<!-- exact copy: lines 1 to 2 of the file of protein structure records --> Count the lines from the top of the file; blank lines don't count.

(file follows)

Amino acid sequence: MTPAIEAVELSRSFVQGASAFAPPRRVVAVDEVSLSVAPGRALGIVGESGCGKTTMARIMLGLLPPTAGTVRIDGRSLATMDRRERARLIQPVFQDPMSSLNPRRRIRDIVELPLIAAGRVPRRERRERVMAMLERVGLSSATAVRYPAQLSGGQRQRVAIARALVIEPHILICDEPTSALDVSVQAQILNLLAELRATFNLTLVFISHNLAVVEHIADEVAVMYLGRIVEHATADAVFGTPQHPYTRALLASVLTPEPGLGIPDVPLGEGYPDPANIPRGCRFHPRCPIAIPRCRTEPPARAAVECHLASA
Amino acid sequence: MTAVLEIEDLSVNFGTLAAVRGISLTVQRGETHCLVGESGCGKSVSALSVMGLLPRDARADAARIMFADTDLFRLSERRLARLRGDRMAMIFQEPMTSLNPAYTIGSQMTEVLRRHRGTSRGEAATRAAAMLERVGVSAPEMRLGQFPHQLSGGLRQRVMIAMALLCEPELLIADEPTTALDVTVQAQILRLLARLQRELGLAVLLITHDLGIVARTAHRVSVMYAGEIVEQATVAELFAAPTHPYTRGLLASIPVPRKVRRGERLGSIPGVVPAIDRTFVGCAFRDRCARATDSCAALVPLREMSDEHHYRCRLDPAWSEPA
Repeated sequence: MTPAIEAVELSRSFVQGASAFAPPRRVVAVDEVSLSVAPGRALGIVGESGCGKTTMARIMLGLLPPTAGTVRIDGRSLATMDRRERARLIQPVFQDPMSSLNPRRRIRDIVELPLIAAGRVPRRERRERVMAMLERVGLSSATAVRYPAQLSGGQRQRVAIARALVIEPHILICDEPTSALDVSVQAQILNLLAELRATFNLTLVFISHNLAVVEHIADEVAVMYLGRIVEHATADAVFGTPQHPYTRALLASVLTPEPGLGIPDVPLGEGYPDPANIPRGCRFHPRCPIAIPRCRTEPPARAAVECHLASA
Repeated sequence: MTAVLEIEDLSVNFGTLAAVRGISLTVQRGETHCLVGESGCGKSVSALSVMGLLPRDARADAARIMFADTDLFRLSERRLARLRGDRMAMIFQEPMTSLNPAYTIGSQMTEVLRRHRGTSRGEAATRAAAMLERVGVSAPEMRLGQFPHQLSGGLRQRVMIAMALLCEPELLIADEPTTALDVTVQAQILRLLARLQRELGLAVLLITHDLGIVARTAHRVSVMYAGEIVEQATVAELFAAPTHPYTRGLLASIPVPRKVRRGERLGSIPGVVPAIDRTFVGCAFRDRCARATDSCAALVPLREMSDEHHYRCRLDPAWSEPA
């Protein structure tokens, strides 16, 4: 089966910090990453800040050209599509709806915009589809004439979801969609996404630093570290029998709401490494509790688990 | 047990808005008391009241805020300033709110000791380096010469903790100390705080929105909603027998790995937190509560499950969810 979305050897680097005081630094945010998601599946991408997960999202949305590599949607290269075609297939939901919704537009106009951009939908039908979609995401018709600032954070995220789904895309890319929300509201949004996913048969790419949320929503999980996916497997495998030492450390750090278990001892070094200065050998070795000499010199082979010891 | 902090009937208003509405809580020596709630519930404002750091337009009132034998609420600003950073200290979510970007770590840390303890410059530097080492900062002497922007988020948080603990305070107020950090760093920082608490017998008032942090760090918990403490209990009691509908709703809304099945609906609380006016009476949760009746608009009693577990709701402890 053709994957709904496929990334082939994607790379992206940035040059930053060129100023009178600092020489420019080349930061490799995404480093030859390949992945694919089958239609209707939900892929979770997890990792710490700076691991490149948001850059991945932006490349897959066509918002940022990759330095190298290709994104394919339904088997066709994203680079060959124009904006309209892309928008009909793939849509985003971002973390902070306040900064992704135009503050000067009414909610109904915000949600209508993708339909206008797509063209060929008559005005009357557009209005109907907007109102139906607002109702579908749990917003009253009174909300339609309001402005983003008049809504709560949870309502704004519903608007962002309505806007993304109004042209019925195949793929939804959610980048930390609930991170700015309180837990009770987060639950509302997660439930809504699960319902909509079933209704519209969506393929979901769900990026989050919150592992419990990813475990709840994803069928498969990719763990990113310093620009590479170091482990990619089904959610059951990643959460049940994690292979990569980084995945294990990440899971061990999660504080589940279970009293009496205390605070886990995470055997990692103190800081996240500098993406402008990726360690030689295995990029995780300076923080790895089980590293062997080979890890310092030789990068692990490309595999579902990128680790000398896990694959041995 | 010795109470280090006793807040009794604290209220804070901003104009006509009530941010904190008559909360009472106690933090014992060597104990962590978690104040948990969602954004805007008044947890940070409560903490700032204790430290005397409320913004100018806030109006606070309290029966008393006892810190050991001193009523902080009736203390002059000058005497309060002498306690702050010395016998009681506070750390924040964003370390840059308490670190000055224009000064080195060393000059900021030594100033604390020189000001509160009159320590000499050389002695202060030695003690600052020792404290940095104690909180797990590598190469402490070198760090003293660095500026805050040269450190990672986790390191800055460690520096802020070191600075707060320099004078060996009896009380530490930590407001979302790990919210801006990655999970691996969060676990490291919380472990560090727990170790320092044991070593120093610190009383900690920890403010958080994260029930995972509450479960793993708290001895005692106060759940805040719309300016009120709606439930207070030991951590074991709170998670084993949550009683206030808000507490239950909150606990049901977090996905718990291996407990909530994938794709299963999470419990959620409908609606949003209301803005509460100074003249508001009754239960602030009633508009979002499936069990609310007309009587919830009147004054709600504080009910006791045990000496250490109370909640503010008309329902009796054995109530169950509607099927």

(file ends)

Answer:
Amino acid sequence: MTPAIEAVELSRSFVQGASAFAPPRRVVAVDEVSLSVAPGRALGIVGESGCGKTTMARIMLGLLPPTAGTVRIDGRSLATMDRRERARLIQPVFQDPMSSLNPRRRIRDIVELPLIAAGRVPRRERRERVMAMLERVGLSSATAVRYPAQLSGGQRQRVAIARALVIEPHILICDEPTSALDVSVQAQILNLLAELRATFNLTLVFISHNLAVVEHIADEVAVMYLGRIVEHATADAVFGTPQHPYTRALLASVLTPEPGLGIPDVPLGEGYPDPANIPRGCRFHPRCPIAIPRCRTEPPARAAVECHLASA
Amino acid sequence: MTAVLEIEDLSVNFGTLAAVRGISLTVQRGETHCLVGESGCGKSVSALSVMGLLPRDARADAARIMFADTDLFRLSERRLARLRGDRMAMIFQEPMTSLNPAYTIGSQMTEVLRRHRGTSRGEAATRAAAMLERVGVSAPEMRLGQFPHQLSGGLRQRVMIAMALLCEPELLIADEPTTALDVTVQAQILRLLARLQRELGLAVLLITHDLGIVARTAHRVSVMYAGEIVEQATVAELFAAPTHPYTRGLLASIPVPRKVRRGERLGSIPGVVPAIDRTFVGCAFRDRCARATDSCAALVPLREMSDEHHYRCRLDPAWSEPA